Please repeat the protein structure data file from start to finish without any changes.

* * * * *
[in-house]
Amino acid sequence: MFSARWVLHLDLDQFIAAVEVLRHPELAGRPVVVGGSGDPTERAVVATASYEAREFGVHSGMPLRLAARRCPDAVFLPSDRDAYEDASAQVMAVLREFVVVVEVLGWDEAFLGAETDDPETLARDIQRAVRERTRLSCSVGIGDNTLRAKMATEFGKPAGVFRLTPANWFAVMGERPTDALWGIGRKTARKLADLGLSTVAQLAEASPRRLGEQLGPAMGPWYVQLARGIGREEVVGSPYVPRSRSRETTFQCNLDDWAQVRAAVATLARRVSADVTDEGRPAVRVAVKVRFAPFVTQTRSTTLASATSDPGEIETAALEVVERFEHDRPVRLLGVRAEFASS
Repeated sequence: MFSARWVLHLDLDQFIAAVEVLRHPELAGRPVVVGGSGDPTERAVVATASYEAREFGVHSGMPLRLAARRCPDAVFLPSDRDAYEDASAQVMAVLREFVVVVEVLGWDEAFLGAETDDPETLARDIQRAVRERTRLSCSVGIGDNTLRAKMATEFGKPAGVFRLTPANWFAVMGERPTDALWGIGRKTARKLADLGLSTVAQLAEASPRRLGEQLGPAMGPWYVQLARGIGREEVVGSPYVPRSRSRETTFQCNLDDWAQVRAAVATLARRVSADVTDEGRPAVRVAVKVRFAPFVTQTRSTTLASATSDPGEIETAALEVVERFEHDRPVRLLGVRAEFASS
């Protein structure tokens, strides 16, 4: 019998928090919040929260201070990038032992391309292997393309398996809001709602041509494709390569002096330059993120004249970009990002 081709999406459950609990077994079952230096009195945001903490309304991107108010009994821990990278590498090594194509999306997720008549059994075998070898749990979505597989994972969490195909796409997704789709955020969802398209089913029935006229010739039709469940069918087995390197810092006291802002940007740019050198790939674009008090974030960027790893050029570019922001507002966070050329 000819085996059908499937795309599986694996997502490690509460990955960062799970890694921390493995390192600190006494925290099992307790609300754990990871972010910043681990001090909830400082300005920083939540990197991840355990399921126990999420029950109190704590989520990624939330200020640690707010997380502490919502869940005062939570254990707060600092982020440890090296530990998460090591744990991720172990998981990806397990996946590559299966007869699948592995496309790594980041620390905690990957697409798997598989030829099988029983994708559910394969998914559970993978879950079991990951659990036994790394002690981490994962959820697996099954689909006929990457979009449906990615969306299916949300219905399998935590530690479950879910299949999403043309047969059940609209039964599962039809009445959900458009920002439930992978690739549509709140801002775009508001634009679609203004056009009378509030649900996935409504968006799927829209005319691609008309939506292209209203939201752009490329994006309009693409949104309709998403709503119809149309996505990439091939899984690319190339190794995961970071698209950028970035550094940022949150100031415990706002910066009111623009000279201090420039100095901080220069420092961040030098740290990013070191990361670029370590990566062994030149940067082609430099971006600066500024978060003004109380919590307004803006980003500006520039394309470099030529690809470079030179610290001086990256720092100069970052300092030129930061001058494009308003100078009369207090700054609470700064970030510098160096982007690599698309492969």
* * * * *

[in-house]
Amino acid sequence: MFSARWVLHLDLDQFIAAVEVLRHPELAGRPVVVGGSGDPTERAVVATASYEAREFGVHSGMPLRLAARRCPDAVFLPSDRDAYEDASAQVMAVLREFVVVVEVLGWDEAFLGAETDDPETLARDIQRAVRERTRLSCSVGIGDNTLRAKMATEFGKPAGVFRLTPANWFAVMGERPTDALWGIGRKTARKLADLGLSTVAQLAEASPRRLGEQLGPAMGPWYVQLARGIGREEVVGSPYVPRSRSRETTFQCNLDDWAQVRAAVATLARRVSADVTDEGRPAVRVAVKVRFAPFVTQTRSTTLASATSDPGEIETAALEVVERFEHDRPVRLLGVRAEFASS
Repeated sequence: MFSARWVLHLDLDQFIAAVEVLRHPELAGRPVVVGGSGDPTERAVVATASYEAREFGVHSGMPLRLAARRCPDAVFLPSDRDAYEDASAQVMAVLREFVVVVEVLGWDEAFLGAETDDPETLARDIQRAVRERTRLSCSVGIGDNTLRAKMATEFGKPAGVFRLTPANWFAVMGERPTDALWGIGRKTARKLADLGLSTVAQLAEASPRRLGEQLGPAMGPWYVQLARGIGREEVVGSPYVPRSRSRETTFQCNLDDWAQVRAAVATLARRVSADVTDEGRPAVRVAVKVRFAPFVTQTRSTTLASATSDPGEIETAALEVVERFEHDRPVRLLGVRAEFASS
């Protein structure tokens, strides 16, 4: 019998928090919040929260201070990038032992391309292997393309398996809001709602041509494709390569002096330059993120004249970009990002 081709999406459950609990077994079952230096009195945001903490309304991107108010009994821990990278590498090594194509999306997720008549059994075998070898749990979505597989994972969490195909796409997704789709955020969802398209089913029935006229010739039709469940069918087995390197810092006291802002940007740019050198790939674009008090974030960027790893050029570019922001507002966070050329 000819085996059908499937795309599986694996997502490690509460990955960062799970890694921390493995390192600190006494925290099992307790609300754990990871972010910043681990001090909830400082300005920083939540990197991840355990399921126990999420029950109190704590989520990624939330200020640690707010997380502490919502869940005062939570254990707060600092982020440890090296530990998460090591744990991720172990998981990806397990996946590559299966007869699948592995496309790594980041620390905690990957697409798997598989030829099988029983994708559910394969998914559970993978879950079991990951659990036994790394002690981490994962959820697996099954689909006929990457979009449906990615969306299916949300219905399998935590530690479950879910299949999403043309047969059940609209039964599962039809009445959900458009920002439930992978690739549509709140801002775009508001634009679609203004056009009378509030649900996935409504968006799927829209005319691609008309939506292209209203939201752009490329994006309009693409949104309709998403709503119809149309996505990439091939899984690319190339190794995961970071698209950028970035550094940022949150100031415990706002910066009111623009000279201090420039100095901080220069420092961040030098740290990013070191990361670029370590990566062994030149940067082609430099971006600066500024978060003004109380919590307004803006980003500006520039394309470099030529690809470079030179610290001086990256720092100069970052300092030129930061001058494009308003100078009369207090700054609470700064970030510098160096982007690599698309492969």